The 35th America’s Cup promises to be one of the most closely fought ever. Andy Rice looks at the reasons why
If Jimmy Spithill had been invited to step into a time machine ten years ago to catch a glimpse of what his future looked like, even his famously cool head would have exploded with what he saw.
Flying about the water at 50 knots in catamarans? It would have seemed like pure science-fiction.
Ten years ago Spithill had never even sailed a multihull. The young Australian was plying his trade as one of the hottest match racing helmsmen, employed to get the best out of Luna Rossa’s Version 5 keelboat at the 2007 America’s Cup.
No Version 5 ever exceeded much more than 10 knots, upwind or down. Now he pilots a craft capable of almost five times that speed.
As Spithill sits at the wheel of a foiling spaceship capable of warp speed, with an array of PlayStation-style controls at his fingertips, all those wasted hours of his youth playing high-speed video games mustn’t seem so wasted after all.
Ten years ago, Russell Coutts had been cast into outer darkness. The infamous ‘Coutts Clause’ put in place by Alinghi was designed to keep the wily Kiwi out of the game after he had so spectacularly fallen out with his former employer, Ernesto Bertarelli.
How the tables have turned since Coutts’s replacement boss, Larry Ellison, has given the New Zealander free rein to shape the Cup as he sees fit.
All that we see today originates from the creative mind of Coutts. Not that everyone likes what they see, because this brave new world is not everyone’s idea of what the Cup should be.
The single driving force behind everything leading up to the 35th America’s Cup in Bermuda is Russell Coutts’s strong desire for commercialisation. He has borrowed heavily from Ellison, one of the wealthiest patrons ever to have contested the Cup, in order to steer the event away from its reliance on the privately wealthy towards a model of corporate sponsorship.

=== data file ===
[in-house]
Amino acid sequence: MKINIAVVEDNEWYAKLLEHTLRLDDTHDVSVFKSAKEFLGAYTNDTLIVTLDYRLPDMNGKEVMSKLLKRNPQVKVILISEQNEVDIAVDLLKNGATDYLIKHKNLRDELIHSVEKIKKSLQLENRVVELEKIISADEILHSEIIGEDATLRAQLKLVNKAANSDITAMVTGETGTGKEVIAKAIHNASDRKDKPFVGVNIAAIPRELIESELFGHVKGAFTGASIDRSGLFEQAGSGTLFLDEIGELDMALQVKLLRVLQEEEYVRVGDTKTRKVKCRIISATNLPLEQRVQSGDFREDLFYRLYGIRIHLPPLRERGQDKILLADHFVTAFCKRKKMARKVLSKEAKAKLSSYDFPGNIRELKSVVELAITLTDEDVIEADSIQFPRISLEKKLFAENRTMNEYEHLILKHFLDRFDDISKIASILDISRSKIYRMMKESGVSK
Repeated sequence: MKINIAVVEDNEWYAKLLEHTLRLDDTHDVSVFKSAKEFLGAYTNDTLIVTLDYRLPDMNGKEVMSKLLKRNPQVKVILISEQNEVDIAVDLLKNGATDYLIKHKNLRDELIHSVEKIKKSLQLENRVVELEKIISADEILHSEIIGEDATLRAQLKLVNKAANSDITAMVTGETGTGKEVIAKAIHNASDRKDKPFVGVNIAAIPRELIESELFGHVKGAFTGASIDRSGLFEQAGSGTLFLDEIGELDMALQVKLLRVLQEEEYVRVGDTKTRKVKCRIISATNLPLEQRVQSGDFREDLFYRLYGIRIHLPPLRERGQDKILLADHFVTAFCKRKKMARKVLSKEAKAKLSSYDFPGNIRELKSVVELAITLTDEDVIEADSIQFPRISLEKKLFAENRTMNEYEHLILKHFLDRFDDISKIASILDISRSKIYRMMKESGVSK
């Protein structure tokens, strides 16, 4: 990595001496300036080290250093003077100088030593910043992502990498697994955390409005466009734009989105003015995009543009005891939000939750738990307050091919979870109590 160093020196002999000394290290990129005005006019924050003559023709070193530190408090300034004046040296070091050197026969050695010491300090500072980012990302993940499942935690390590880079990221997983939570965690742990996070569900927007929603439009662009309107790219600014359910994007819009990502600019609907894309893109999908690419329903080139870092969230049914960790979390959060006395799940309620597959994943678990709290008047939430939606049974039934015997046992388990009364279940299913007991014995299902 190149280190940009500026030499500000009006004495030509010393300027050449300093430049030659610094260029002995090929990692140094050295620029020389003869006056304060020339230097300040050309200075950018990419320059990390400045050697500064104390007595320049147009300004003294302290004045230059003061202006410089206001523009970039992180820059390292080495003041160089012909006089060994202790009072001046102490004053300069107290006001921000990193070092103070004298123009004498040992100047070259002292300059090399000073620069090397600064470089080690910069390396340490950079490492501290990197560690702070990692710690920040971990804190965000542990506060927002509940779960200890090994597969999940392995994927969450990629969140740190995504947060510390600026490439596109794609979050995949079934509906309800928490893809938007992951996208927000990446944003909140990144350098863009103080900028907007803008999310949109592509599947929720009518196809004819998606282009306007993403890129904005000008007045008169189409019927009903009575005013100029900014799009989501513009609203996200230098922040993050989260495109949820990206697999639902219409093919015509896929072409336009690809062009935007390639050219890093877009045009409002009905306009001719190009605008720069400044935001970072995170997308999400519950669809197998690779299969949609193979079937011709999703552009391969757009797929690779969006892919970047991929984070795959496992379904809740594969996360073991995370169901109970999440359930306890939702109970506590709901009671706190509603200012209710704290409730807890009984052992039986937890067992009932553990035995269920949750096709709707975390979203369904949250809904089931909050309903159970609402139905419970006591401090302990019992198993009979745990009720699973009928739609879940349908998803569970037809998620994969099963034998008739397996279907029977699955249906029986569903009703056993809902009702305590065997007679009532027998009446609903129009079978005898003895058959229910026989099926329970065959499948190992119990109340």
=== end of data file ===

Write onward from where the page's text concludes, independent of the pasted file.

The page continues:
After the barnstorming finale of the 34th Cup in San Francisco, you might have thought that the corporate world would be queuing up to plaster their logos down the side of these spectacular boats. But the sponsorship world is never as simple as that, and we have yet to see this drive for commercial viability achieve much traction.
Faltering commercial aspirations aside, Coutts’s radical vision is primed to deliver one of the most thrilling events in the Cup’s 166-year history. In some ways, that’s not saying much.
Any rose-tinted views of this event might cloud the fact that the vast majority of Cups have been boring, one-sided affairs in which one boat clearly proved superior within the first minute of the first race.
We thought that was going to be the case four years ago on San Francisco Bay, especially after a dire Louis Vuitton Cup where Emirates Team New Zealand was often the only boat to finish a race because of the unreliability of the other challengers’ AC72s. Who could have predicted such a thrilling showdown in the final?
Now the question is how the action in Bermuda will compare to past Cups. On the laws of probability, it’s highly unlikely to live up to the once-in-a-lifetime thrills of the 2013 finale, but Bermuda certainly has the ingredients for a much more open and unpredictable event than perhaps any Cup previously.
This is because there has never been a Cup in which the challengers have conducted so much full-bore practice racing.
Not only that, they’ve been consorting with the devil – the Defender!
To the traditionalists, doing anything to help the Defender is the height of heresy. And they’ve got a point. The Defender almost always stacks the deck in its favour.